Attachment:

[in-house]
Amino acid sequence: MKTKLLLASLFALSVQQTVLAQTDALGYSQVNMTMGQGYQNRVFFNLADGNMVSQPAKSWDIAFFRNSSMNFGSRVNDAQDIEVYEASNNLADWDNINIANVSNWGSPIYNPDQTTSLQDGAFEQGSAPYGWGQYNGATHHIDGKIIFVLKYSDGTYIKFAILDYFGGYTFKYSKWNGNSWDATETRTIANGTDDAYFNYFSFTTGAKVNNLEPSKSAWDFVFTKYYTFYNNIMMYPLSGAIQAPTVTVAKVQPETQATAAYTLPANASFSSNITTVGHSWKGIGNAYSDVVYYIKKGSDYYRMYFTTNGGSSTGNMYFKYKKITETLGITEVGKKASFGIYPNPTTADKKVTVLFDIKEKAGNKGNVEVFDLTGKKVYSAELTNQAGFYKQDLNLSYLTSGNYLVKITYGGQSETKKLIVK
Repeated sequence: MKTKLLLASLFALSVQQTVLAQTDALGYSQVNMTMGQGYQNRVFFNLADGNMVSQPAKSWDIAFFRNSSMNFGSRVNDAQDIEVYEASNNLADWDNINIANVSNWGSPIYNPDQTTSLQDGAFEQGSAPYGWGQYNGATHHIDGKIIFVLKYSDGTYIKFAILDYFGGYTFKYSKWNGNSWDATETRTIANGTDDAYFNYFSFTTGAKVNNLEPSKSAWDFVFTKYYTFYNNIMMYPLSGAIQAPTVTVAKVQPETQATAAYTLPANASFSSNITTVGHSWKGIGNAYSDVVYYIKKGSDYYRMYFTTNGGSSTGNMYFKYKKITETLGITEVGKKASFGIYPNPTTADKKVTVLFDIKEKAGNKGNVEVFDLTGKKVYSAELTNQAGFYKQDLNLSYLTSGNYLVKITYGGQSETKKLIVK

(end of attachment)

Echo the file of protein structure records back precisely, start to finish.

[in-house]
Amino acid sequence: MKTKLLLASLFALSVQQTVLAQTDALGYSQVNMTMGQGYQNRVFFNLADGNMVSQPAKSWDIAFFRNSSMNFGSRVNDAQDIEVYEASNNLADWDNINIANVSNWGSPIYNPDQTTSLQDGAFEQGSAPYGWGQYNGATHHIDGKIIFVLKYSDGTYIKFAILDYFGGYTFKYSKWNGNSWDATETRTIANGTDDAYFNYFSFTTGAKVNNLEPSKSAWDFVFTKYYTFYNNIMMYPLSGAIQAPTVTVAKVQPETQATAAYTLPANASFSSNITTVGHSWKGIGNAYSDVVYYIKKGSDYYRMYFTTNGGSSTGNMYFKYKKITETLGITEVGKKASFGIYPNPTTADKKVTVLFDIKEKAGNKGNVEVFDLTGKKVYSAELTNQAGFYKQDLNLSYLTSGNYLVKITYGGQSETKKLIVK
Repeated sequence: MKTKLLLASLFALSVQQTVLAQTDALGYSQVNMTMGQGYQNRVFFNLADGNMVSQPAKSWDIAFFRNSSMNFGSRVNDAQDIEVYEASNNLADWDNINIANVSNWGSPIYNPDQTTSLQDGAFEQGSAPYGWGQYNGATHHIDGKIIFVLKYSDGTYIKFAILDYFGGYTFKYSKWNGNSWDATETRTIANGTDDAYFNYFSFTTGAKVNNLEPSKSAWDFVFTKYYTFYNNIMMYPLSGAIQAPTVTVAKVQPETQATAAYTLPANASFSSNITTVGHSWKGIGNAYSDVVYYIKKGSDYYRMYFTTNGGSSTGNMYFKYKKITETLGITEVGKKASFGIYPNPTTADKKVTVLFDIKEKAGNKGNVEVFDLTGKKVYSAELTNQAGFYKQDLNLSYLTSGNYLVKITYGGQSETKKLIVK